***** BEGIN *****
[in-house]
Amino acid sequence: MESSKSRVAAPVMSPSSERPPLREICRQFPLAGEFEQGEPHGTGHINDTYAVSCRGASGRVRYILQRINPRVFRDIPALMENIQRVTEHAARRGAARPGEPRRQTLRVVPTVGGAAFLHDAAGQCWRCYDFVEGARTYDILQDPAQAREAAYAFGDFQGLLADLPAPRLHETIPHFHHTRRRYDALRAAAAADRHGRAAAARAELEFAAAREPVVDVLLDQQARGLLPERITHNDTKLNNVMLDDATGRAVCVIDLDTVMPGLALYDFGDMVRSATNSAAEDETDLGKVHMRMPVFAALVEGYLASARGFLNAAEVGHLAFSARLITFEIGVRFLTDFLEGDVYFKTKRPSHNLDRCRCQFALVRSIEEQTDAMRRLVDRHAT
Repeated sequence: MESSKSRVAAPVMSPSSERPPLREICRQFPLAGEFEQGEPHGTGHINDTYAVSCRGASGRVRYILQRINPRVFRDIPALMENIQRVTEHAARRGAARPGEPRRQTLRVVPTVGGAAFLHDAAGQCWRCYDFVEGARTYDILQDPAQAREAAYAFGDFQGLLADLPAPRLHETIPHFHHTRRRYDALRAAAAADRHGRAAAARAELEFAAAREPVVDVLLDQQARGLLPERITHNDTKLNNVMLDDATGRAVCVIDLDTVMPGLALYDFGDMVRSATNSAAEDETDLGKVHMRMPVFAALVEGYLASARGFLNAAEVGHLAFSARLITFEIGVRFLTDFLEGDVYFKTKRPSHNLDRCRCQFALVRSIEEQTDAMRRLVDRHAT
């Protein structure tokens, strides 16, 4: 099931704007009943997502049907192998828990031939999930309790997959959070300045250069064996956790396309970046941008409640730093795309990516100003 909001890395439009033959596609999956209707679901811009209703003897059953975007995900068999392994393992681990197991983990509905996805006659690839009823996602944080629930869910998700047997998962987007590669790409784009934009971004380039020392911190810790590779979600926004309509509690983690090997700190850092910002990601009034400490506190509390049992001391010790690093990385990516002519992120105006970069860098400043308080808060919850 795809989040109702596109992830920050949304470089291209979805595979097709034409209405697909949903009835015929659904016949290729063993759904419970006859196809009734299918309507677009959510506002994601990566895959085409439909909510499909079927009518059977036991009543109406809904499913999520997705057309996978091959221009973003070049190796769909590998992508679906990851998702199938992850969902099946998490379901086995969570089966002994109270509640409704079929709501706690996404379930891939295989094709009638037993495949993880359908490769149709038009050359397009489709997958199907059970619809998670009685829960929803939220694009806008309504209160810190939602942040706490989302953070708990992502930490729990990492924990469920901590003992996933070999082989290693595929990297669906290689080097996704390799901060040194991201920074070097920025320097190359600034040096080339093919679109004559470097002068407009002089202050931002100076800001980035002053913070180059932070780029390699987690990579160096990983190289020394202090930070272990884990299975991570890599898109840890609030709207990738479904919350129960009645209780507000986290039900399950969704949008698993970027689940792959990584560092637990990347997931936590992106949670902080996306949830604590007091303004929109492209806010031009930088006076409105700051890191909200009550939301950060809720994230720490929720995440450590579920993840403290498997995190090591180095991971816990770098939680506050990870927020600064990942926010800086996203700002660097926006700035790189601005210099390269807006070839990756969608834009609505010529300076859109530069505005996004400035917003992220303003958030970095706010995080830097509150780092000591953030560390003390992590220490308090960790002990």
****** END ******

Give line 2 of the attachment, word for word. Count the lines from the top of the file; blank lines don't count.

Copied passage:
Amino acid sequence: MESSKSRVAAPVMSPSSERPPLREICRQFPLAGEFEQGEPHGTGHINDTYAVSCRGASGRVRYILQRINPRVFRDIPALMENIQRVTEHAARRGAARPGEPRRQTLRVVPTVGGAAFLHDAAGQCWRCYDFVEGARTYDILQDPAQAREAAYAFGDFQGLLADLPAPRLHETIPHFHHTRRRYDALRAAAAADRHGRAAAARAELEFAAAREPVVDVLLDQQARGLLPERITHNDTKLNNVMLDDATGRAVCVIDLDTVMPGLALYDFGDMVRSATNSAAEDETDLGKVHMRMPVFAALVEGYLASARGFLNAAEVGHLAFSARLITFEIGVRFLTDFLEGDVYFKTKRPSHNLDRCRCQFALVRSIEEQTDAMRRLVDRHAT